KB: Yeah, and if there is a villain in this book (besides Kim Jong Un), it’s social media. I believe that Thomas Jefferson once said: “the world will end not with a bang, but with a tweet,” and I find that becoming more true by the day.

For all the substantial good that it’s capable of, I think the last few years have shown that social media is, in reality, Prometheus’s fire–it has basically created a cottage industry of abusive click-baiters whose only incentive is to spread misinformation and mobilize an angry society against itself. It’s no coincidence that Russia used targeted Facebook ads hoping to create dissension among Americans (maybe that’s #Fakenews though, who knows anymore?)

GP: The story takes place over a campaign. Have you ever been involved in one yourself? Volunteer at all?

KB: Oh geez, I worked on what was probably the most disorganized local election of all time. It was the Democratic candidate for County Judge, an administrative position despite its title (full disclosure: we consider ourselves neither Republicans or Democrats–we’re just a couple of far-center, radical moderates that have voted for candidates on both sides). I was a wide-eyed college kid hoping to do my civic duty and participate in democracy in action… and all I ended up doing was calling rich people and asking them for their money. Of course, we lost, and my desire to ever participate in another campaign was forever extinguished.

GP: What do you currently see as the silliest aspect of our current political reality?

VR: Two things: There is no longer any such thing as news–it’s all about hot takes, even with respect to issues that should not be partisan in the slightest. It’s Skip Bayless’s world, we’re just living in it.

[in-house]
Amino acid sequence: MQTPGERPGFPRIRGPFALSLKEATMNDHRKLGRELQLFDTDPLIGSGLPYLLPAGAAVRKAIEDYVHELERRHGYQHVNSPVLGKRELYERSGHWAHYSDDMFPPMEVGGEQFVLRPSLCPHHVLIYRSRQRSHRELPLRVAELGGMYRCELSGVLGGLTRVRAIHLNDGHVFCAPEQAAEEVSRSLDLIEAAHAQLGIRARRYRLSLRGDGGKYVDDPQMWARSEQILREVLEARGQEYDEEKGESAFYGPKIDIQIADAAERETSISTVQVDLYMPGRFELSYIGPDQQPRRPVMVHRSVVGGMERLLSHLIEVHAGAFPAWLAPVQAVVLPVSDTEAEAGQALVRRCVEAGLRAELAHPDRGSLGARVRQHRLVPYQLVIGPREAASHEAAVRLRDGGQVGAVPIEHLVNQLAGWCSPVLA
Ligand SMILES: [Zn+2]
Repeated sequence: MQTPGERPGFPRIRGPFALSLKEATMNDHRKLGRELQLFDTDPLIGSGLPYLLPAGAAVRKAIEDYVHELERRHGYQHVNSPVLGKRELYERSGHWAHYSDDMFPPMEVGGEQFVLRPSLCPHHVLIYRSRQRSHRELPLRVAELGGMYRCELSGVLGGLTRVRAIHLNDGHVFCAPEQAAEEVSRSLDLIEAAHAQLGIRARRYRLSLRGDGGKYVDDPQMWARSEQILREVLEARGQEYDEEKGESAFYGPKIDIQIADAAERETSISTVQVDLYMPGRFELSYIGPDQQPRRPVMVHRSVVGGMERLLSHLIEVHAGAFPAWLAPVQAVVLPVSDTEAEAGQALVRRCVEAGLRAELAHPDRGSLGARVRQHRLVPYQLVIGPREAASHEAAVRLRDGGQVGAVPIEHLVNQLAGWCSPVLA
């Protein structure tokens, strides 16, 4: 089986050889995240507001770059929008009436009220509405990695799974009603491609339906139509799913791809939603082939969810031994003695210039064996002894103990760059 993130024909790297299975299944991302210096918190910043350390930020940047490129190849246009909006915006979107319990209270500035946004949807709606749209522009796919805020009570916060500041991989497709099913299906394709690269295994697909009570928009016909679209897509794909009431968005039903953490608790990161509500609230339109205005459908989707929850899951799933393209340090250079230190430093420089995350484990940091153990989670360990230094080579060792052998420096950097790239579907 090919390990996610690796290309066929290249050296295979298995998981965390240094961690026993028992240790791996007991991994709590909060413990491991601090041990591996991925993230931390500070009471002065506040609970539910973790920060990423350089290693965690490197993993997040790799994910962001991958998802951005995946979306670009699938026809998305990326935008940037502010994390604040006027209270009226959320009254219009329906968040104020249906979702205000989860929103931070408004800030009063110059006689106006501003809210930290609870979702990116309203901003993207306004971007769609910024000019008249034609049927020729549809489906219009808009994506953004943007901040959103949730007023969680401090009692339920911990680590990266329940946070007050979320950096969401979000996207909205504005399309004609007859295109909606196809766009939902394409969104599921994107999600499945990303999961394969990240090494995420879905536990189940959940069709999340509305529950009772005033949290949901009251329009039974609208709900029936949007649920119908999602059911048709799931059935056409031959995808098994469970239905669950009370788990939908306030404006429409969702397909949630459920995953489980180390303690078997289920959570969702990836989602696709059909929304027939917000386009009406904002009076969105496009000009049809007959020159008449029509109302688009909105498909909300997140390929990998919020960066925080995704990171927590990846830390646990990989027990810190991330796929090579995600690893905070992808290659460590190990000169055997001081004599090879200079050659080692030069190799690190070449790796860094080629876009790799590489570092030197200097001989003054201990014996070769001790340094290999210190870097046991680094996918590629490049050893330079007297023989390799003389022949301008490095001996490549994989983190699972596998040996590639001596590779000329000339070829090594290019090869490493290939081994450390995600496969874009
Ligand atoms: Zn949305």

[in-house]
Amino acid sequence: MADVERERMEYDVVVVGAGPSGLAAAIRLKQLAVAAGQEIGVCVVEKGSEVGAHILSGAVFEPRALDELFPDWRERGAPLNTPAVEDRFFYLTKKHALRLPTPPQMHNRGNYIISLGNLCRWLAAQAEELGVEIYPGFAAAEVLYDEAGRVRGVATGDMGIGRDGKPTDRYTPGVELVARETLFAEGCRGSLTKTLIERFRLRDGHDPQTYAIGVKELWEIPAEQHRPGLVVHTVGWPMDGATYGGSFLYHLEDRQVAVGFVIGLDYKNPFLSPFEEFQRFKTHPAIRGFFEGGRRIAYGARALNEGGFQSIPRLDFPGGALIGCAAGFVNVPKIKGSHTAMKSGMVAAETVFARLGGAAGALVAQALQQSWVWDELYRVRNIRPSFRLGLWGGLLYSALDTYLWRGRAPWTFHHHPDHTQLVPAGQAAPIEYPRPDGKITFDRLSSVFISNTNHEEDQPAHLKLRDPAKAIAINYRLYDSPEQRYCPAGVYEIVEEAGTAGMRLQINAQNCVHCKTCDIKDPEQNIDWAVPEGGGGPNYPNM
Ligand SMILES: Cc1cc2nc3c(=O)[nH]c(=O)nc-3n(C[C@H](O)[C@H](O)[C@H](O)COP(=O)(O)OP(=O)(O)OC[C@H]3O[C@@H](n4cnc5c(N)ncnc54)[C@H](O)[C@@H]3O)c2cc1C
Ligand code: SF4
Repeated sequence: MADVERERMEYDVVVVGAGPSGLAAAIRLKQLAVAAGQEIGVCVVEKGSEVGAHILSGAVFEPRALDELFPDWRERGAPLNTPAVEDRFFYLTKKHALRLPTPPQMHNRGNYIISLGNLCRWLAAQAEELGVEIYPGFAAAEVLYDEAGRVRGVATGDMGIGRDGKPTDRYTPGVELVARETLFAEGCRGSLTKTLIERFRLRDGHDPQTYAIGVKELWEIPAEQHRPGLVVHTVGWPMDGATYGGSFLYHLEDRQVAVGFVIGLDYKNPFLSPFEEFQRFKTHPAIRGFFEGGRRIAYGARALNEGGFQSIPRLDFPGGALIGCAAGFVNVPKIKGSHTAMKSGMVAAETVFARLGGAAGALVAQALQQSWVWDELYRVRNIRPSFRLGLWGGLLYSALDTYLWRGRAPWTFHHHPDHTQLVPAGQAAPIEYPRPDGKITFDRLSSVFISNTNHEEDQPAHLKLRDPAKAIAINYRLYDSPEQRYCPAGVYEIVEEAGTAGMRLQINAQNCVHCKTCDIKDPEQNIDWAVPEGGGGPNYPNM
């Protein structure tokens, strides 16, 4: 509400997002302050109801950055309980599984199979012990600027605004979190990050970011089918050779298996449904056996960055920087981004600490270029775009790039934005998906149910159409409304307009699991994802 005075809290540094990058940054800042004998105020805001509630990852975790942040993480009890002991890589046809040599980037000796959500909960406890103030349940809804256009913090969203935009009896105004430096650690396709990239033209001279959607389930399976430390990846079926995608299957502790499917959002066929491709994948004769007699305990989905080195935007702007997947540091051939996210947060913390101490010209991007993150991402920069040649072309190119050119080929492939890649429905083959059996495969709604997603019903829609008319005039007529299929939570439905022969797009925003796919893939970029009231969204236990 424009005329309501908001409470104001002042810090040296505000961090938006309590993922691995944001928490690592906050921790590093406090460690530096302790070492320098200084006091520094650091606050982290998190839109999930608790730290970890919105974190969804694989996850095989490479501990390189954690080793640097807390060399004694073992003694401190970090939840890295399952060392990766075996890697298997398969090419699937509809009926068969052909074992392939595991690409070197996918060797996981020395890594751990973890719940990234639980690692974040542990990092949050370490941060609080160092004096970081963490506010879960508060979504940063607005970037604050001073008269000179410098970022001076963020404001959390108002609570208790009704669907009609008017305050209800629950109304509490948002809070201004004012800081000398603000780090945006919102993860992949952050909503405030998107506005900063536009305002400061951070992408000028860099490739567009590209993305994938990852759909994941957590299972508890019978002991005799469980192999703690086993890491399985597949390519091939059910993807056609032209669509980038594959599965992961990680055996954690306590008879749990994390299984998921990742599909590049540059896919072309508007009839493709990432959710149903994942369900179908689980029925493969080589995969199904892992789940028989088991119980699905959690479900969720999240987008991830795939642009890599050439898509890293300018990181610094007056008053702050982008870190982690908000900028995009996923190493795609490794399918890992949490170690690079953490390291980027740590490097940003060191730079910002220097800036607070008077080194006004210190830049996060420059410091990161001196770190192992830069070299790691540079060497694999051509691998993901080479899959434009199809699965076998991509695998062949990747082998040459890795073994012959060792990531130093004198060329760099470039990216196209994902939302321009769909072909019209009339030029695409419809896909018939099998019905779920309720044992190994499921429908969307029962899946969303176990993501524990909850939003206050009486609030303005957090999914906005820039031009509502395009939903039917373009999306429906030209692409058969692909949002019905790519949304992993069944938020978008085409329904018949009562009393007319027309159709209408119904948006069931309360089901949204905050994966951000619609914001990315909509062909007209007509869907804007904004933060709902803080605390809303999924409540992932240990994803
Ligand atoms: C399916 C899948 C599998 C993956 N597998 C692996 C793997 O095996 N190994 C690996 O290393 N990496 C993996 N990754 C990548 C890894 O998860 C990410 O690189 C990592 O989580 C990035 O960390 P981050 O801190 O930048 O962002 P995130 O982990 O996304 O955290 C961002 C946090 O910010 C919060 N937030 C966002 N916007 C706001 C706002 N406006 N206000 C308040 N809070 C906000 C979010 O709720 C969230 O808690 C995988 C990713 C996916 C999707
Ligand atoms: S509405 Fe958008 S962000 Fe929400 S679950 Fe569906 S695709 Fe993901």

Also, the influence of special interests keeps growing unchecked. In UnPresidential, we mock this when Kim Jong Un goes to “BribeCon 2017” and raises money by promising lobbyists that under his Presidency, corporations will no longer be people… they will be GODS!

GP: What else do you have on tap that folks can check out?

KB: My wallet thanks you for that question. We have quite a few books out, including a book about a geologist that fights inanimate rocks (called Man vs. Rock), a book about a woman who unknowingly starts the biggest cult in the world (called Cult Leaders Anonymous), and, believe it or not, an all-ages book about a space adventurer and her canine co-pilot (called You Can Sell Out, Too by Kevin Bieber and Victor Reynolds … or its other title, Furry Co-Pilots). Of course, if you’re interested in UnPresidential, you can order it now.

GP: Thanks for chatting!